Dolph Overton, III
Dolph Overton, III shot down five Communist fighter aircraft to become an ace in only four
days during the Korean War. Born in Andrews, South Carolina, he began flying at a young age
and had had soloed in a Piper J-3 Cub by age 16. He attended The Citadel in Charleston,
South Carolina. When World War II broke out, Overton joined the Navy, where he served as a
seaman for the duration of the war. After returning home, he earned an appointment to the
United States Military Academy. Upon graduating from West Point in 1949, he opted to become
an Air Force pilot and began jet fighter training shortly thereafter at Williams Air Force
Base in Arizona.
He earned his wings in 1950,and was assigned to the 31st Fighter Group at
Turner Air Force Base, Georgia. While there, Overton qualified in the Republic F-84
Thunderjet. He flew in the Air Force's first mass trans-Atlantic fighter deployment from
the United States to England later that year. In 1951, he volunteered for duty in Korea and
completed 102 missions in the Thunderjet flying ground attack missions from Taegu AB while
assigned to the 49th Fighter Bomber Wing. After just six months of combat, Overton became a
flight commander and subsequently the Operations Officer of the 8th Fighter Bomber
Squadron. During this tour, he also served as a forward air controller directing close air
support for allied troops on the front lines.
Additionally, he assisted Navy carrier pilots
on the USS Valley Forge with their close air support programs. He volunteered for a second
combat tour and joined the 51st Fighter Interceptor Wing at Suwon AB, Korea. Overton
transitioned to the North American F-86 Sabre and on 21 January 1953, he destroyed two
Mikoyan-Gurevich MiG-15s. He downed another MiG on the 22nd, one on the 23rd, and another
on the 24th to become a jet ace in the record time of only four days. For his service,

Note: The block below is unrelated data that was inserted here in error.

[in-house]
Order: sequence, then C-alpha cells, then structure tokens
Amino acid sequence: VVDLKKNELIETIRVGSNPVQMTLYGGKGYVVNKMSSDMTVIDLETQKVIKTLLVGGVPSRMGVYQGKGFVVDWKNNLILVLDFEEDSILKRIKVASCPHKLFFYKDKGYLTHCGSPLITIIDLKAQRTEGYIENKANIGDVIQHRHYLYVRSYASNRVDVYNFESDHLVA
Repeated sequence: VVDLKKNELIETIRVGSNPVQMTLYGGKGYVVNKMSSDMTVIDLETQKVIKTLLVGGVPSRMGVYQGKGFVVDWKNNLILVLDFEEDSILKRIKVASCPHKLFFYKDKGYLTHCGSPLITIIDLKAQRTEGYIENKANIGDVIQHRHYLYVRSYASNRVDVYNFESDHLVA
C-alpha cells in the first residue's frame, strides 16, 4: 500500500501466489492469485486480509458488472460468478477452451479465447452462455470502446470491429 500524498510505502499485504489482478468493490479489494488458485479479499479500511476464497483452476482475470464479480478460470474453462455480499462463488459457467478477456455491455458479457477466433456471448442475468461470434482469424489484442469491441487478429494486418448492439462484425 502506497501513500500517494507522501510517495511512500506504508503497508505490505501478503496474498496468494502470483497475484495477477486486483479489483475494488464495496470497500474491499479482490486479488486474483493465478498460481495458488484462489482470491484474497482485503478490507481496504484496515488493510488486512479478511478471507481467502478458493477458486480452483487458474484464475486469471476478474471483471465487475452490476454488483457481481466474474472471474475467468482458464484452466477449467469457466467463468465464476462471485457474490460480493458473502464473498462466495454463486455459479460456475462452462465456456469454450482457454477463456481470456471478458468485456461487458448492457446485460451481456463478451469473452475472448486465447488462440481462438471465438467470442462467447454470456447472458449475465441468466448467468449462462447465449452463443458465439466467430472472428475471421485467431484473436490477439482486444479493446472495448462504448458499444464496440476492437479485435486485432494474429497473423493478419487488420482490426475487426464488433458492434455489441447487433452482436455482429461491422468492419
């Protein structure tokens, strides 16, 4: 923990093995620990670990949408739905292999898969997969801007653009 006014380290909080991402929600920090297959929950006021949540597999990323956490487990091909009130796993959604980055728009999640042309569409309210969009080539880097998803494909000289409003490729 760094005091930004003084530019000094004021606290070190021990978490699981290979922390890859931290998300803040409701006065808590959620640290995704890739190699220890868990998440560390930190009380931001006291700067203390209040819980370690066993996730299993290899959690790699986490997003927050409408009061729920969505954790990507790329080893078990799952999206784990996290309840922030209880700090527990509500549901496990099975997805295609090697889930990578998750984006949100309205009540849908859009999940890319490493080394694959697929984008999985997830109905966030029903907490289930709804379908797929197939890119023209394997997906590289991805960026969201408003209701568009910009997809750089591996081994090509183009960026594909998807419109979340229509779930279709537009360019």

Overton was awarded nine air medals, five Distinguished Flying Crosses, the Distinguished Service Cross, and three Silver Stars.
After the armistice went into effect, Overton resigned from the Air Force.
Since that time
he has owned and managed several companies that operate worldwide. Through the years, he
continued his love of aviation. The Carolinas Aviation Museum named their Aviation Library
in his honor. He has also collected and restored more than 90 vintage airplanes, donating
most of them to various museums and institutions around the world. Overton considers
himself "semi-retired" and lives in North Carolina with his wife, Sue. They have four
daughters, a son who is a pilot for Federal Express, and ten grandchildren.
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From 21 to 24 January, 1953, Dolph Overton, III officially downed five MiG-15s,
earning the coveted status of "ace," in what has been described as the hottest
streak in USAF history. Flying the F-86E Sabre, serial # 50-631, "Dolph's
Devil", he downed two MiGs on the 21st, one on the 22nd, another on the 23rd,
and one more on the 24th. For his service, Overton was awarded the Distinguished Service Cross, three
Silver Stars, five Distinguished Flying Crosses, and nine Air Medals.